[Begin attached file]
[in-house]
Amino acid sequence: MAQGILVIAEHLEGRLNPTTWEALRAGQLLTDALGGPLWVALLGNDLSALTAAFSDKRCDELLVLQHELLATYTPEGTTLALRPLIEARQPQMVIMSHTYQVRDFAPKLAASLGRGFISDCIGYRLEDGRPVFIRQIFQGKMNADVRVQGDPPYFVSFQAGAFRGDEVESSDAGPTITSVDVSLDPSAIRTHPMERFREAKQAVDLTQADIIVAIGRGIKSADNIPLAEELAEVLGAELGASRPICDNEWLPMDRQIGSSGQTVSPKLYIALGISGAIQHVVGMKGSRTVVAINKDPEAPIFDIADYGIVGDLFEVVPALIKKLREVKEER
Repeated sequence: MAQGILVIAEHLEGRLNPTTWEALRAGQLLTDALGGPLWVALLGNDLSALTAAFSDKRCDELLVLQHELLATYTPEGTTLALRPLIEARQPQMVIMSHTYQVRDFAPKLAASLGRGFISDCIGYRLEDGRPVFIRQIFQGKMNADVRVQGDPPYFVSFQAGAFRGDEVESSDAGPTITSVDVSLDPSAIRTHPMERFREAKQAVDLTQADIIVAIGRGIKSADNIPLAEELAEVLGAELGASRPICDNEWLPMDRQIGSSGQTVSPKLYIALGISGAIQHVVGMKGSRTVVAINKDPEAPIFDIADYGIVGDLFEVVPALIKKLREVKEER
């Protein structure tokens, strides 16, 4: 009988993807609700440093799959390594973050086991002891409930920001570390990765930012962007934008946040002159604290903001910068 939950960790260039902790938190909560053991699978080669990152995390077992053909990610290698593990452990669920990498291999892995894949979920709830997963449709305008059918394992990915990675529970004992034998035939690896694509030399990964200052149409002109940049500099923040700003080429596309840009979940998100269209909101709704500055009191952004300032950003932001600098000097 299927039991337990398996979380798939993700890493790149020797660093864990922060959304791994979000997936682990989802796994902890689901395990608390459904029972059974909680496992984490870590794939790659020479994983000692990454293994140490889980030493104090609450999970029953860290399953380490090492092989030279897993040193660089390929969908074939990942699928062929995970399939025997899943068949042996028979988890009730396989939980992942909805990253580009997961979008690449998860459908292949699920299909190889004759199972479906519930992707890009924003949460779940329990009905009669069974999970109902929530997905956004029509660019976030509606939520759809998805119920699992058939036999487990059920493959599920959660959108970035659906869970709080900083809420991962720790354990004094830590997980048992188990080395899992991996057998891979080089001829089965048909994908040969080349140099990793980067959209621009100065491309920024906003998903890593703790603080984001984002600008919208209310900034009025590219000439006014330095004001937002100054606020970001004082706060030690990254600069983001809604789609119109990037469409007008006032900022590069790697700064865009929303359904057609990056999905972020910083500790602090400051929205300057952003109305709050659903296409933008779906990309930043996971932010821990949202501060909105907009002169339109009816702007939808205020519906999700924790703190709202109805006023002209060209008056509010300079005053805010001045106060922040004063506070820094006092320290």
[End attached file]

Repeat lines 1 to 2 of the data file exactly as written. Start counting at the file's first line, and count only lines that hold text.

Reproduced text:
[in-house]
Amino acid sequence: MAQGILVIAEHLEGRLNPTTWEALRAGQLLTDALGGPLWVALLGNDLSALTAAFSDKRCDELLVLQHELLATYTPEGTTLALRPLIEARQPQMVIMSHTYQVRDFAPKLAASLGRGFISDCIGYRLEDGRPVFIRQIFQGKMNADVRVQGDPPYFVSFQAGAFRGDEVESSDAGPTITSVDVSLDPSAIRTHPMERFREAKQAVDLTQADIIVAIGRGIKSADNIPLAEELAEVLGAELGASRPICDNEWLPMDRQIGSSGQTVSPKLYIALGISGAIQHVVGMKGSRTVVAINKDPEAPIFDIADYGIVGDLFEVVPALIKKLREVKEER